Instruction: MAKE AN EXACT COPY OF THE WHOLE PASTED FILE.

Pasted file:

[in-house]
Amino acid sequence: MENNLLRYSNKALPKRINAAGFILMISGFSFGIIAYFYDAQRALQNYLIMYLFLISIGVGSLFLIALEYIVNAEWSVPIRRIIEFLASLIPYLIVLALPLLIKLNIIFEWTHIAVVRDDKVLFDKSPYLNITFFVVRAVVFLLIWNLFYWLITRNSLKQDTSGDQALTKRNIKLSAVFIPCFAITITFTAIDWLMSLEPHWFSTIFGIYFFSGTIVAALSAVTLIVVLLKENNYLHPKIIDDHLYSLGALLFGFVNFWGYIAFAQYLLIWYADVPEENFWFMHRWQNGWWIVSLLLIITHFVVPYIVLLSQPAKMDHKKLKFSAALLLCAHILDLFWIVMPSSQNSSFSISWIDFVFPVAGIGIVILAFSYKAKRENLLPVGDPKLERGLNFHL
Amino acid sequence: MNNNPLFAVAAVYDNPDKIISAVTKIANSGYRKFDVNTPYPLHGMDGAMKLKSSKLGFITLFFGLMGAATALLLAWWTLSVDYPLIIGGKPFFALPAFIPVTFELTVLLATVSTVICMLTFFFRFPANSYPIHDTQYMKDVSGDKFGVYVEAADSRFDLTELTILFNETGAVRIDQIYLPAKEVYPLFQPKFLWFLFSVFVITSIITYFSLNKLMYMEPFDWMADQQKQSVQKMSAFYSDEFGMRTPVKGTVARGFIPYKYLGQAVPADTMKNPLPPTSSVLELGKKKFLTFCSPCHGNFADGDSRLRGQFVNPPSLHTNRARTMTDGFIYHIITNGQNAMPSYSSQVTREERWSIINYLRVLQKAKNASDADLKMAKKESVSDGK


[in-house]
Amino acid sequence: MENNLLRYSNKALPKRINAAGFILMISGFSFGIIAYFYDAQRALQNYLIMYLFLISIGVGSLFLIALEYIVNAEWSVPIRRIIEFLASLIPYLIVLALPLLIKLNIIFEWTHIAVVRDDKVLFDKSPYLNITFFVVRAVVFLLIWNLFYWLITRNSLKQDTSGDQALTKRNIKLSAVFIPCFAITITFTAIDWLMSLEPHWFSTIFGIYFFSGTIVAALSAVTLIVVLLKENNYLHPKIIDDHLYSLGALLFGFVNFWGYIAFAQYLLIWYADVPEENFWFMHRWQNGWWIVSLLLIITHFVVPYIVLLSQPAKMDHKKLKFSAALLLCAHILDLFWIVMPSSQNSSFSISWIDFVFPVAGIGIVILAFSYKAKRENLLPVGDPKLERGLNFHL
Amino acid sequence: MNNNPLFAVAAVYDNPDKIISAVTKIANSGYRKFDVNTPYPLHGMDGAMKLKSSKLGFITLFFGLMGAATALLLAWWTLSVDYPLIIGGKPFFALPAFIPVTFELTVLLATVSTVICMLTFFFRFPANSYPIHDTQYMKDVSGDKFGVYVEAADSRFDLTELTILFNETGAVRIDQIYLPAKEVYPLFQPKFLWFLFSVFVITSIITYFSLNKLMYMEPFDWMADQQKQSVQKMSAFYSDEFGMRTPVKGTVARGFIPYKYLGQAVPADTMKNPLPPTSSVLELGKKKFLTFCSPCHGNFADGDSRLRGQFVNPPSLHTNRARTMTDGFIYHIITNGQNAMPSYSSQVTREERWSIINYLRVLQKAKNASDADLKMAKKESVSDGK